Monday, 20 August 2012

Railroad Cafe, Hackney

Railroad Hackney
Roseval Potato & Fresh Coconut Curry

"Railroad in Hackney" kept cropping up in conversation so often that I had to take a look.  On a sleepy August afternoon - post-Olympics and mid-school holidays - I finally took the 5 minute stroll from the Hackney Empire to this welcoming corner cafe/restaurant on Morning Lane.  With a view of the Hackney Central to Homerton railway line, it wasn't difficult to focus on the cooking.  What the location lacks in beauty, Railroad made up for in food and friendliness.  It's the kind of place you'd feel lucky to have in your neighbourhood.

The lunchtime cafe menu is short but thoughtful and priced temptingly.  A Vietnames sandwich with spiced pork and pickled vegetables, a meat and salad dish and an interesting spiced vegetable dish, such as a Moroccan Zaalouk, are the what you can expect.  Spices are clearly a passion and it was no surprise to learn that Railroad is run by Lizzie Parle, sister of Stevie of Dock Kitchen, and her partner Matt Doran.  An Onglet steak was briefly seared and served with a hot chilli sauce and a cooling beetroot puree plus griddled sourdough drizzled with olive oil  A dish of Roseval potatoes and fresh coconut curry was pretty as a picture and completely delicious.  The spicing, including chilli, cardamom and coriander, was subtle yet punchy and I'm sure more complex than my palate could decipher.  Good, freshly made chapatis were perfect for mopping up the sauce.  A couple of generous glasses of Tempranillo brought our quick lunch for two in at around £27, so call it £30 with service.

You can have breakfast at Railroad too, and Wednesday-Saturday it becomes more of a restaurant in the evening with a still short but interesting menu.  There's a commitment to seasonality - good for eating ingredients at their best and for keeping prices down - and to buying local.   Spices come from a Turkish corner shop, meat from a local butcher and excellent bread from E5 Bakehouse, a 15 minute walk way.  I also noticed they keep a pale ale from Bermondsey's Kernel Brewery and coffee from Square Mile.  The kitchen is open, in a homely rather than a 'look-at-me' way, and the fittings second-hand.  A small bookshop area displays books to browse and buy, some by local authors and there's a changing gallery of works by favourite photographers on the walls - currently the work of Lillian Wilkie.  As at least half of London seems to have decamped at the moment, atmosphere is a tricky one to comment on.  London in August is fast becoming as sleepy as Paris but Railroad was a happy find.  They're now closed for their own week-long summer break and will re-open on 25 August.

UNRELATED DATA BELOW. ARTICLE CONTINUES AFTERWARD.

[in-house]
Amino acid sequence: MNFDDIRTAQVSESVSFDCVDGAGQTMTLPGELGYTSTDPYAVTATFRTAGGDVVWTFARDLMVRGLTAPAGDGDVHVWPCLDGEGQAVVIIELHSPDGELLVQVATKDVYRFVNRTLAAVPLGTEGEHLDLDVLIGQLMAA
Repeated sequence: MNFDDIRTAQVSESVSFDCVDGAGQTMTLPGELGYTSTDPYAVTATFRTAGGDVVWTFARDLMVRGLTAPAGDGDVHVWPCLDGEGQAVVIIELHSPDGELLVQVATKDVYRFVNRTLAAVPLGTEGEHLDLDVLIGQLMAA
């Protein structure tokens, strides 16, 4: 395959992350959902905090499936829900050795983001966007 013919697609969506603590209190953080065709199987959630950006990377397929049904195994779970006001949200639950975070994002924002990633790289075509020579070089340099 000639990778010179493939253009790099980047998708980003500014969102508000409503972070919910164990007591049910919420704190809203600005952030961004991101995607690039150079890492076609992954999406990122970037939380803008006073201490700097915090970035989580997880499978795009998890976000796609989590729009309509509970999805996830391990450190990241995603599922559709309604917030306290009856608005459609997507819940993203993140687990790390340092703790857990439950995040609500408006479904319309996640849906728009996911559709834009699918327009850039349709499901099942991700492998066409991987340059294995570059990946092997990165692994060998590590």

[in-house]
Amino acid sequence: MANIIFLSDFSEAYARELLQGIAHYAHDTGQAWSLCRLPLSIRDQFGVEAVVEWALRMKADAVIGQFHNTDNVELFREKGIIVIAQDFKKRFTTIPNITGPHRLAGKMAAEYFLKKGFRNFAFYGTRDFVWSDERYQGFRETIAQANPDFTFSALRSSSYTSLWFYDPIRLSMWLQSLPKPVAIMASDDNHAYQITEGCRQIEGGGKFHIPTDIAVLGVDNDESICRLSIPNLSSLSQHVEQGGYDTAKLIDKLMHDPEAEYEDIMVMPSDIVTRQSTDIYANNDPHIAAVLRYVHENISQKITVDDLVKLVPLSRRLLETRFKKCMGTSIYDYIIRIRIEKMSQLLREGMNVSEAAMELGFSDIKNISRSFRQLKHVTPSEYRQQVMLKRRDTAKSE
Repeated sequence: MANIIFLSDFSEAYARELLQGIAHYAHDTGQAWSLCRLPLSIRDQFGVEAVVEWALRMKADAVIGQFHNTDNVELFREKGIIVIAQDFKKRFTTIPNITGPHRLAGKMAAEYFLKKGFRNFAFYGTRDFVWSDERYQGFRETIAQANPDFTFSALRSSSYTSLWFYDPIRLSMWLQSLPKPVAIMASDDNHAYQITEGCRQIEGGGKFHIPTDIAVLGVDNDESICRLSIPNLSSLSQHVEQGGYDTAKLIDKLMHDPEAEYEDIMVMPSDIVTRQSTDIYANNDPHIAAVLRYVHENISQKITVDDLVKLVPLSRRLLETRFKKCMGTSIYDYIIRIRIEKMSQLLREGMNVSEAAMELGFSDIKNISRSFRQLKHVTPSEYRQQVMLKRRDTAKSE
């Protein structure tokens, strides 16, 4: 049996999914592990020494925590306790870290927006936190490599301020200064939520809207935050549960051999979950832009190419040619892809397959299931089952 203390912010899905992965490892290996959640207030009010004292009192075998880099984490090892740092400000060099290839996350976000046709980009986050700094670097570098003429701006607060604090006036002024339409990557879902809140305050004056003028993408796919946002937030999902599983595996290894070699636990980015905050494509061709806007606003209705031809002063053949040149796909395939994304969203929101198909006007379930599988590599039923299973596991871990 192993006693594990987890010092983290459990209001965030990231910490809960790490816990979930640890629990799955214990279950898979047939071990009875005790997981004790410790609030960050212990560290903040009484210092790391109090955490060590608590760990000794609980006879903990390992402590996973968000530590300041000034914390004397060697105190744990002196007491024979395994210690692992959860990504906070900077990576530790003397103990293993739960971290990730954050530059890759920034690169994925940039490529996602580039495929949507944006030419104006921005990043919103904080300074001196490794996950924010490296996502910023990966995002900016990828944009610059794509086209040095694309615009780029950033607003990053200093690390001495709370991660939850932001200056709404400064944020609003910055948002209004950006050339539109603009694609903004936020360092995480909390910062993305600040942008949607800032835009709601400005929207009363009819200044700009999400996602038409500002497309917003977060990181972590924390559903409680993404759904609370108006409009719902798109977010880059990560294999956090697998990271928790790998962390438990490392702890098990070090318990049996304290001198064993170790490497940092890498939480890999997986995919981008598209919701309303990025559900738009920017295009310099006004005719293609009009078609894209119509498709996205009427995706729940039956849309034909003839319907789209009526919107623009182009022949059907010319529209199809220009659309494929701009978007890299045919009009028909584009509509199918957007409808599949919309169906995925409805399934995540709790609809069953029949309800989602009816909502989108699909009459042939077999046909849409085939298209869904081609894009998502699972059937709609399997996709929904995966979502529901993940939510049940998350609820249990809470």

Railroad is not as isolated as it might seem if you don't know this area, which is fast becoming the food destination of London's East End.  Bakeries, coffee roasters, cafe and restaurant pop-ups are all contributing to the revitalisation of the Dalston, London Fields, Homerton and Hackney Wick areas.

If, as I did, you gaze towards that unexciting railway line and wonder what's on the other side, you'll find it well worth exploring.  Sutton House, under the care of The National Trust, is a Tudor gem.  It's one of only a handful of National Trust properties in London and well worth a visit.

120-122 Morning Lane
London E9 6LH